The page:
Retail Sector Breaches: What Can We Learn?

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There have been a number of retail data breaches in the last decade. As more retailers increase their IT expenditure and leverage information assets, many are also experiencing cyber as a strategic level risk which has the potential to cause operational disruption, financial losses and reputational damage. Looking back, there are certainly a number of retail cyber incident examples I can cite:

  • TJX Companies Inc. (2006-2007, at least 46 million records compromised)
  • T-Mobile (2009, millions of records sold by malicious insider)
  • Target Stores (2013, 110 million records compromised, infected payment card readers)
  • Home Depot (2014, 256 million payment cards compromised, infected point-of-sale systems)
  • (2014, more than 2000 leaked usernames and passwords forced retailer to suspend online shopping accounts)
  • Moonpig (2015, software flaw)

All of these data breaches have a common outcome: data loss which had unforeseen financial, reputational and organizational consequences.

Technology plays an integral role in today’s retail environment – everyone knows it’s a business enabler and that companies are going to get left behind if they don’t have a digital strategy. However, many retailers remain ill-informed about the cyber-criminals waiting around the corner, only too eager to gain access to sensitive information if issues are unknown or even knowingly left untreated.

Attack Vectors

Looking at the breaches that I cited previously, we can see that the human element is present in all its glory. Poor security practices, insufficient training and lack of understanding are responsible time and time again. All of these combined contribute to the poor handling and exposure of sensitive data, whether it be a customer’s payment details, a colleague’s home address or the business’s unreported financial results.

From an attacker’s point of view, these issues often go unnoticed by security teams and present a golden opportunity for quick access to retail applications and customer data. Targeting a retailer’s system has a much higher financial pay off vs. targeting individual customers.

Recent retail cyber-attacks demonstrate that installing information-stealing malware on point-of-sale (PoS) systems is on the rise. This attack route allows cyber-criminals to capture huge quantities of payment and consumer data without having to use any specialist hardware to harvest ‘mag swipe’ data. The hardware and the software required to execute the attack is already used by retailers, so a prospective hacker would only have to leverage this available technology to compromise the credit cards of thousands of users and/or help exfiltrate any stolen information.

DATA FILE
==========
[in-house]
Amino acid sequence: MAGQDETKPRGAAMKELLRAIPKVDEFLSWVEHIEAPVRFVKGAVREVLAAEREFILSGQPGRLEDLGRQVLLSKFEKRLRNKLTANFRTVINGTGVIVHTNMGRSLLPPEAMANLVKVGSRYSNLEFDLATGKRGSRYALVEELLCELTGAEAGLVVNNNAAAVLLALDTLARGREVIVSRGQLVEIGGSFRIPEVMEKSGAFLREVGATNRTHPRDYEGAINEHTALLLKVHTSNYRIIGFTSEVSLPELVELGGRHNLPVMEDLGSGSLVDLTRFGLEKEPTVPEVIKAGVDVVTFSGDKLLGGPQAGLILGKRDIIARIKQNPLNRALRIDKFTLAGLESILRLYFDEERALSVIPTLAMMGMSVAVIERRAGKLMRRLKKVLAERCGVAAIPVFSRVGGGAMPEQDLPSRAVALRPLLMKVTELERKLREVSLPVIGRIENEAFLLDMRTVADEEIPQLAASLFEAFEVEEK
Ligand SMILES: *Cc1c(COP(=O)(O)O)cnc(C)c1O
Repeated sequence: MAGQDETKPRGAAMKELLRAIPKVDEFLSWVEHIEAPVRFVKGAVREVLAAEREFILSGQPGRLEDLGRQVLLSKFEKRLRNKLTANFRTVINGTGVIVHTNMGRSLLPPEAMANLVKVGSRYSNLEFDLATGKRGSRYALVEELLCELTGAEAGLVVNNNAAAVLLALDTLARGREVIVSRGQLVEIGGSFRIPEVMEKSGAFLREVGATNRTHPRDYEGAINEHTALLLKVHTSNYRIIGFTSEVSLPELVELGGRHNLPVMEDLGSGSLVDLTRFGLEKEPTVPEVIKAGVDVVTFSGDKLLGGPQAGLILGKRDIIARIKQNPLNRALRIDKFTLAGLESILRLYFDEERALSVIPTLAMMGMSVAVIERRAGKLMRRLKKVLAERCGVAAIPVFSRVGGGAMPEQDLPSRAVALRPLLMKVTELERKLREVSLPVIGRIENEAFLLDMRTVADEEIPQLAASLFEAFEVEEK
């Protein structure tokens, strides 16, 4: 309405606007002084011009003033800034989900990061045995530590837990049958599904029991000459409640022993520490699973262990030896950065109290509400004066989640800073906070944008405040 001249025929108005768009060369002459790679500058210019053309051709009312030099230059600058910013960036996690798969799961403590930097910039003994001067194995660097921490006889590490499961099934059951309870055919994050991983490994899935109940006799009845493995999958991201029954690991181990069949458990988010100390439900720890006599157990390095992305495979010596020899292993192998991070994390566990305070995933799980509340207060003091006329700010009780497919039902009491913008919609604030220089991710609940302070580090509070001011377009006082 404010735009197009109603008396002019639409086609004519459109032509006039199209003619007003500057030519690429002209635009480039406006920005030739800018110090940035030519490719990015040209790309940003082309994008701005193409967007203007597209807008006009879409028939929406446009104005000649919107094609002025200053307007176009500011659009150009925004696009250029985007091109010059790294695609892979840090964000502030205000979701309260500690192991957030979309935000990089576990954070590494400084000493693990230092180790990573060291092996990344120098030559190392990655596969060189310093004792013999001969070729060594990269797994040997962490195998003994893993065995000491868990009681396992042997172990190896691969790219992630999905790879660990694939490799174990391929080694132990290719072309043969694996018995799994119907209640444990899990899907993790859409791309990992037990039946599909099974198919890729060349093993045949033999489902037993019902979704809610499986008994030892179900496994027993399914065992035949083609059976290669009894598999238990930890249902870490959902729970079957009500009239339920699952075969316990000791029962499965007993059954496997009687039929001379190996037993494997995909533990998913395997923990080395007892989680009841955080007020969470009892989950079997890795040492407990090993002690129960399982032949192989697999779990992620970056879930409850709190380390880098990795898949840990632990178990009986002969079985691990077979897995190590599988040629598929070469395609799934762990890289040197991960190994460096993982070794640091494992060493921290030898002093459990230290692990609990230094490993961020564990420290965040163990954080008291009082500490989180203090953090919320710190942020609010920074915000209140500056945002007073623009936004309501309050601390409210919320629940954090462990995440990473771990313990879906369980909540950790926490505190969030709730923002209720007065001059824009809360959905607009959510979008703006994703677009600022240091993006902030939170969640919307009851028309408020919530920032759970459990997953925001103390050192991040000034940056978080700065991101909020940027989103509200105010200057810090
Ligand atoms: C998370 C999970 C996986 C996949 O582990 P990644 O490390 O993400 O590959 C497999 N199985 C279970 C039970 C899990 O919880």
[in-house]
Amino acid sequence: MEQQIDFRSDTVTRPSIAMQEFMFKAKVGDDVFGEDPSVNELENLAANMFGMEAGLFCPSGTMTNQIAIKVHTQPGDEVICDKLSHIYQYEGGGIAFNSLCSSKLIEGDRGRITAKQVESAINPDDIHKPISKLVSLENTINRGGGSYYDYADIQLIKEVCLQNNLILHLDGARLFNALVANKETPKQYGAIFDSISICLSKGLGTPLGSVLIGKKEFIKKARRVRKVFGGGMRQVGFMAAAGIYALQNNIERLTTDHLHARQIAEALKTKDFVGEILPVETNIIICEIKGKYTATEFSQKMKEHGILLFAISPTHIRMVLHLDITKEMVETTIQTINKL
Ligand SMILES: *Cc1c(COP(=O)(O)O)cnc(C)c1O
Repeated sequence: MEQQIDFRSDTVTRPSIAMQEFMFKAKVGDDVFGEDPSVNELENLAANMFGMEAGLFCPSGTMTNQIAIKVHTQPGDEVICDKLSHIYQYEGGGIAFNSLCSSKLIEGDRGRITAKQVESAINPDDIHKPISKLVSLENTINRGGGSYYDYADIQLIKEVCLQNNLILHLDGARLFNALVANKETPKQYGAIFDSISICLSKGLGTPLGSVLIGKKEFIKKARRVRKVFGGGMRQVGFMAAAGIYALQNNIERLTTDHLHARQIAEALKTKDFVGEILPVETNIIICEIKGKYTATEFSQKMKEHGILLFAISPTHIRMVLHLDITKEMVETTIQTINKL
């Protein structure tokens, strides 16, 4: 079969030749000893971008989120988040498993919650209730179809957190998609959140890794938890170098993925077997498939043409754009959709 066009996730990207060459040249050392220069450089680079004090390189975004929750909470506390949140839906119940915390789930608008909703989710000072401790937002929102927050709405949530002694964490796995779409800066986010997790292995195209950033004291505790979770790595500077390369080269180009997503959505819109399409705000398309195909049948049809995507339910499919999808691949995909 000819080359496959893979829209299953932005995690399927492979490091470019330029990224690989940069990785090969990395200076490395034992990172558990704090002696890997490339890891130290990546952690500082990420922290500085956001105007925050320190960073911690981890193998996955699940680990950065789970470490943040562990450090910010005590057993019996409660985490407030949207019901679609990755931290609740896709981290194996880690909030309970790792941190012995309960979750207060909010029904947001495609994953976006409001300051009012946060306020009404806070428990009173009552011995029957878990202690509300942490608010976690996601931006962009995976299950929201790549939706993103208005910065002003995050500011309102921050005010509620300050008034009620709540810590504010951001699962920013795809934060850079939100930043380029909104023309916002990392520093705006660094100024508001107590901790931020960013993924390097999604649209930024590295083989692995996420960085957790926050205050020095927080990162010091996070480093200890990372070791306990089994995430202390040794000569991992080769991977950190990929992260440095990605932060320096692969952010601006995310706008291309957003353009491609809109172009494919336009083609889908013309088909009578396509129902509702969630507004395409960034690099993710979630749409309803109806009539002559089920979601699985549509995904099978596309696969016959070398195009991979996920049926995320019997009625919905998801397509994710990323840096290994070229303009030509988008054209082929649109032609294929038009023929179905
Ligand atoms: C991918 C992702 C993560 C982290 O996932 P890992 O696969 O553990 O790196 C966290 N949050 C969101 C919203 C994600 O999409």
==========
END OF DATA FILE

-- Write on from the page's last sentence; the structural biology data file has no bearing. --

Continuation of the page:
Developers, developers, developers

Whilst testing retail software applications for our clients, my team and I often come across developers who think that security is something that they can leave to the very end of the product lifecycle. Their attitude towards security is that it’s another tickbox that needs to be checked. Very few consider the business impact of an insecure product, hacker motivations (for example, many target PoS technology as that’s where all the purchases are finalized) and the fact that hacking is no longer a game for the experts – it’s getting easier and more common. Furthermore, most retailers do not have dedicated in-house software development teams, and instead choose to outsource all the software solutions they require. Risk cannot be outsourced where reputation is concerned.

"Risk cannot be outsourced where reputation is concerned"

In the course of a test, we also often discover forgotten backdoors and hardcoded passwords in retailer’s software solutions. Non-documented features left behind by developers, such as menu options and functionality that serves no usability purpose, is another major issue. When penetration testers examine the source code of these applications, they will be able to reverse engineer (revealing the data) software and come across insecure user interfaces that promote poor password practices and poor handling of customer data. When we report the findings back to our clients, 99.99% of the time they are unaware of these non-documented features.

My advice? Train your employees to understand your threat profile and their role defending the company, train management to appreciate the high level risks associated with strategic technology and train your developers to code securely.

Whatever way you look at it – good security’s a question of good education.

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